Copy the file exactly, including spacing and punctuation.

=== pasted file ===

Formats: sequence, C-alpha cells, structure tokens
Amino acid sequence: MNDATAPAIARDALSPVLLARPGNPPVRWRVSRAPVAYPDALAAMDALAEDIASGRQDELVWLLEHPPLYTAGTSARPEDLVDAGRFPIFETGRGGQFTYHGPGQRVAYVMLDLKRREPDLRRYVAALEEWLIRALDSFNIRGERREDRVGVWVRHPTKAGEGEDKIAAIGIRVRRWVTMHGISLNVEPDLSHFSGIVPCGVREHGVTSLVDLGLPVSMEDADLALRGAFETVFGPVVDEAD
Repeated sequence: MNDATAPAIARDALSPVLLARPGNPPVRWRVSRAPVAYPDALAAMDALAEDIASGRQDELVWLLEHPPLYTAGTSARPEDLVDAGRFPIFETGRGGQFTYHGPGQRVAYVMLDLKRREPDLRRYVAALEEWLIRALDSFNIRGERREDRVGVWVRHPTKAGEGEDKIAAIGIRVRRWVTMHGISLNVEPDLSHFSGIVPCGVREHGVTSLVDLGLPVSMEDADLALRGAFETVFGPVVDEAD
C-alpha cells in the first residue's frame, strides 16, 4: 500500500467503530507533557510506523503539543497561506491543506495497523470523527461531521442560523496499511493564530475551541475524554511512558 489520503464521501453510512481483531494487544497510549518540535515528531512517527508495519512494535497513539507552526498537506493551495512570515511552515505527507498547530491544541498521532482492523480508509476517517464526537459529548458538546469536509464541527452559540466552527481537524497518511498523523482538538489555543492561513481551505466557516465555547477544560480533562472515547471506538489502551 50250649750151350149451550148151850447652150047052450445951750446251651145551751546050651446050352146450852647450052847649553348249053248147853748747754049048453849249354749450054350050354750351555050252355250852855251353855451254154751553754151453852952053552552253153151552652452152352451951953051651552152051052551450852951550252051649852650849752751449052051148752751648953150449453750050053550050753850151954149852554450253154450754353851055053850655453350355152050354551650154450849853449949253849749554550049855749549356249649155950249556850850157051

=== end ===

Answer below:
Formats: sequence, C-alpha cells, structure tokens
Amino acid sequence: MNDATAPAIARDALSPVLLARPGNPPVRWRVSRAPVAYPDALAAMDALAEDIASGRQDELVWLLEHPPLYTAGTSARPEDLVDAGRFPIFETGRGGQFTYHGPGQRVAYVMLDLKRREPDLRRYVAALEEWLIRALDSFNIRGERREDRVGVWVRHPTKAGEGEDKIAAIGIRVRRWVTMHGISLNVEPDLSHFSGIVPCGVREHGVTSLVDLGLPVSMEDADLALRGAFETVFGPVVDEAD
Repeated sequence: MNDATAPAIARDALSPVLLARPGNPPVRWRVSRAPVAYPDALAAMDALAEDIASGRQDELVWLLEHPPLYTAGTSARPEDLVDAGRFPIFETGRGGQFTYHGPGQRVAYVMLDLKRREPDLRRYVAALEEWLIRALDSFNIRGERREDRVGVWVRHPTKAGEGEDKIAAIGIRVRRWVTMHGISLNVEPDLSHFSGIVPCGVREHGVTSLVDLGLPVSMEDADLALRGAFETVFGPVVDEAD
C-alpha cells in the first residue's frame, strides 16, 4: 500500500467503530507533557510506523503539543497561506491543506495497523470523527461531521442560523496499511493564530475551541475524554511512558 489520503464521501453510512481483531494487544497510549518540535515528531512517527508495519512494535497513539507552526498537506493551495512570515511552515505527507498547530491544541498521532482492523480508509476517517464526537459529548458538546469536509464541527452559540466552527481537524497518511498523523482538538489555543492561513481551505466557516465555547477544560480533562472515547471506538489502551 50250649750151350149451550148151850447652150047052450445951750446251651145551751546050651446050352146450852647450052847649553348249053248147853748747754049048453849249354749450054350050354750351555050252355250852855251353855451254154751553754151453852952053552552253153151552652452152352451951953051651552152051052551450852951550252051649852650849752751449052051148752751648953150449453750050053550050753850151954149852554450253154450754353851055053850655453350355152050354551650154450849853449949253849749554550049855749549356249649155950249556850850157051